It looked like a big, white amorphous blob at first glance, but after further investigation one could make out the mouth-end of the beast, the flukes and flippers. It was a humpback whale that had washed up on the shore of Fort Abercrombie State Historical Park, Kodiak (Alaska) about a week before we searched it out. We had heard reports that the whale had been deposited by winds and waves on the Kodiak coast, but finding the rotting blubber-laden beast was to prove a bit of a challenge. When we visited the local rangers station, they didn’t seem too eager to tell us where it was. After further probing, they finally shared the approximate location. As we left the office, a ranger mumbled “Watch out for bears.” We concluded this is why they were hesitant to share the cetacean’s resting place - they did not want to have to deal with a problems that can occur when people and food hoarding bears cross-paths.
It turns out that dead whales are a favorite of coastal brown bears in parts of coastal and insular Alaska. The tons of rotting blubber, flesh and whale organs can produce an olfactory beacon that can reach the nasal epithelium of a brown bear many miles away (there are anecdotal accounts of bears smelling putrid whale from 20 miles away). The culinary tastes of a brown bear are not that refined, and besides whale flesh has lots of nutrients that can help a bear lay down fat for the denning period. The only drawback to eating a dead whale is the flesh can be hard to handle. The skin is so tough that even a massive brown bear can have a difficult time tearing a chunk free and masticating it. (The blubber layer of a whale’s flesh can be as thick as 43 to 50 cm!)
A whale carcass can attract many bears, as was the case on the California coast centuries ago. In the book “California Grizzly” (1955) the authors share the following:
Those (ed. grizzly bears) living near the seacoast were attracted to the bonanza supply where ever a whale washed ashore – and the one-time abundance of whales in our coastal waters probably made this a not uncommon event. The first reports of bears eating this food was by the Vizcaíno party at Monterey in 1602; a very large whale had gone ashore, “ and the bears came by night to dine on it” (Wagner, 1929). Revere (1849) wrote that the carcass of a whale, thrown upon the beach, will attract a “regiment of bears” – and Kotzebue (1921) used the term countless “troops.”
On the shores of Kodiak Island and along the Katmai coast, groups of brown bears feed on moribund whales, while on the Kenai Peninsula, bears of various age classes are reported to move to Bristol Bay to scavenge on dead gray whale (Eschrichtius robustus) (Glenn and Miller, 1980). In the Yukon, grizzly bears have been observed to scavenging on Beluga (Delphinapterus leucas) carcasses. Troyer (2005) reports seeing 12 bears feeding on a gray whale carcass at the same time (there were 18 bears in the immediate vicinity). He states that all of the bears worked over the carcass, only occasionally engaging in brief altercations during the feast. Some bears would leave, only to have their place taken over by another bear. Bear continued feeding on it for a week, at which time the remains of the carcass were carried away by the tide. There are reports of observers seeing brown bears entering or appearing from a hole in a large whale carcass. Apparently, the bears entered the bloated whale to feed on the internal organs or chew at the muscle from the inside. After gorging themselves with whale flesh, brown bears may roll on the odoriferous carcass. The function of this behavior (which, unfortunately, is also a habit they share in common in domestic canines) is not known.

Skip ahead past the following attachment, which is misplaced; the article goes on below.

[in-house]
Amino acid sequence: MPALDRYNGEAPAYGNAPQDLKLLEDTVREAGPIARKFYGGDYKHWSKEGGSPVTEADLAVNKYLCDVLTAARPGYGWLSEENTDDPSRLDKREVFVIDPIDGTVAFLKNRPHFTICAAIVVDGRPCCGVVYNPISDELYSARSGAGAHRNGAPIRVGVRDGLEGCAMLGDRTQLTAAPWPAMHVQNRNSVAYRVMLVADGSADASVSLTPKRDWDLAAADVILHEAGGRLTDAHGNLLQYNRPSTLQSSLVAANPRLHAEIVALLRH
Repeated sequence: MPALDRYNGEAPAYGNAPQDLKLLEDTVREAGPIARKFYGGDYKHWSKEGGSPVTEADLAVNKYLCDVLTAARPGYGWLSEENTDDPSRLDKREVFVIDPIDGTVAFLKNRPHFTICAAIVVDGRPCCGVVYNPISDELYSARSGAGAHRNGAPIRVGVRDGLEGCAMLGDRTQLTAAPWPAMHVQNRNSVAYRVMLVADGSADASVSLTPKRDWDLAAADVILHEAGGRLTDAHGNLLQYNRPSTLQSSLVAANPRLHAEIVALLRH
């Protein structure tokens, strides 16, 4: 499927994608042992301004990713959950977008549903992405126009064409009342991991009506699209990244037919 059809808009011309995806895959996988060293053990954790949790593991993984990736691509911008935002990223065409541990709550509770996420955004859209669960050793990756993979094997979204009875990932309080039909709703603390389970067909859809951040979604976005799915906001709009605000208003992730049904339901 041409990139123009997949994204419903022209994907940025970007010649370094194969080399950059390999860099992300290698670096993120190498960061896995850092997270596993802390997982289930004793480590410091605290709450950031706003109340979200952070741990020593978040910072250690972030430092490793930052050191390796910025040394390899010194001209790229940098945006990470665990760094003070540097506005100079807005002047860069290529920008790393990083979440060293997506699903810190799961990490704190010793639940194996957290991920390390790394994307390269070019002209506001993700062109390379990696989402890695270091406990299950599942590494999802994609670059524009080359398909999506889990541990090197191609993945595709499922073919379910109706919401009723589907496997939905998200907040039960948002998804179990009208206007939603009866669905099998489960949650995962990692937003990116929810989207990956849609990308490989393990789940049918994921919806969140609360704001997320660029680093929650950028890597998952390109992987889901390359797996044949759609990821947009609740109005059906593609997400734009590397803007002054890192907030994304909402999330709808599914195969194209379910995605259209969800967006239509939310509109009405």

Not only are moribund marine mammals consumed, brown bears have actually been known to captured and kill pinnipeds. Of course, polar bears are well known form their seal-eating habits. They have developed hunting strategies and physical adaptations to effectively exploit this resource. Grizzlies, on the other hand, feed on these animal opportunistically. If a hungry bear encounters a hauled out seal that it can get to before the latter can reach the water, it may attempt to subdue it. For example, grizzlies have been known to eat harbor seals (Phoca vitulina) along the Alaskan Peninsula and in the Northwest Territories of Canada. They are more susceptible to bear attack than some other pinnipeds (e.g., sea lions) because they are much more cumbersome and would have a more difficult time escaping if they are too far from the water’s edge. Seals are also more likely to be found along sandy shorelines, where bears sometimes hunt. That said, in most cases, seals haul out on small islets along the shore – habitats that are not often visited by grizzlies. There are also rare reports of big coastal brown bears taking on walruses (this has been reported on the Kenai Peninsula) (Glenn and Miller, 1980).
(Unfortunately, it turned out we never did encounter any bears on the Fort Abercrombie humpback carcasses the day we visited it, but I would not be surprised if it was eventually located and fed upon by opportunistic brown bears.)
Glenn, L. P. and L. H. Miller. 1980. Seasonal movements of an Alaska Peninsula brown bear population. Int. Conf. Bear Res. And Manage. 4:307-312.
Check out these videos of brown bears feeding on dead whales:
A group of brown bears feeding on a whale carcass on coast of Kodiak Island, includes wallowing on dead cetacean (please pardon the silly commentary). Click here.
© Scott W. Michael